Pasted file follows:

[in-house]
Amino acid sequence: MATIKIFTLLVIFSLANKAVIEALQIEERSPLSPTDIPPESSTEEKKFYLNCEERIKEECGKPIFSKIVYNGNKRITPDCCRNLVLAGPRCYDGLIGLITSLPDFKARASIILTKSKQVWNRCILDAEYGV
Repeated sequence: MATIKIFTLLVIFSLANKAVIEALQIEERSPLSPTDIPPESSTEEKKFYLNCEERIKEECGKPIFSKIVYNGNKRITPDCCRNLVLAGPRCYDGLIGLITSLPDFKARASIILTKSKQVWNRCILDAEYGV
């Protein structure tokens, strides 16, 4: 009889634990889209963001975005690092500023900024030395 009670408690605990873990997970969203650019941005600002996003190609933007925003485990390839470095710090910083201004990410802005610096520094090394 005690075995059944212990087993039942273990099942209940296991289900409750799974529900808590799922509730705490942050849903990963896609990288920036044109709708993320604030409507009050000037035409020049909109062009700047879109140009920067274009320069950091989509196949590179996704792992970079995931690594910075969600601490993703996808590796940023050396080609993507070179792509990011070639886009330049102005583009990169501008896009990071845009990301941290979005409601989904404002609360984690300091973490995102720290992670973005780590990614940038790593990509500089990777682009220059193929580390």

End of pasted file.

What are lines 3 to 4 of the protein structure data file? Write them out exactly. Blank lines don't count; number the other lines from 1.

Repeated sequence: MATIKIFTLLVIFSLANKAVIEALQIEERSPLSPTDIPPESSTEEKKFYLNCEERIKEECGKPIFSKIVYNGNKRITPDCCRNLVLAGPRCYDGLIGLITSLPDFKARASIILTKSKQVWNRCILDAEYGV
């Protein structure tokens, strides 16, 4: 009889634990889209963001975005690092500023900024030395 009670408690605990873990997970969203650019941005600002996003190609933007925003485990390839470095710090910083201004990410802005610096520094090394 005690075995059944212990087993039942273990099942209940296991289900409750799974529900808590799922509730705490942050849903990963896609990288920036044109709708993320604030409507009050000037035409020049909109062009700047879109140009920067274009320069950091989509196949590179996704792992970079995931690594910075969600601490993703996808590796940023050396080609993507070179792509990011070639886009330049102005583009990169501008896009990071845009990301941290979005409601989904404002609360984690300091973490995102720290992670973005780590990614940038790593990509500089990777682009220059193929580390």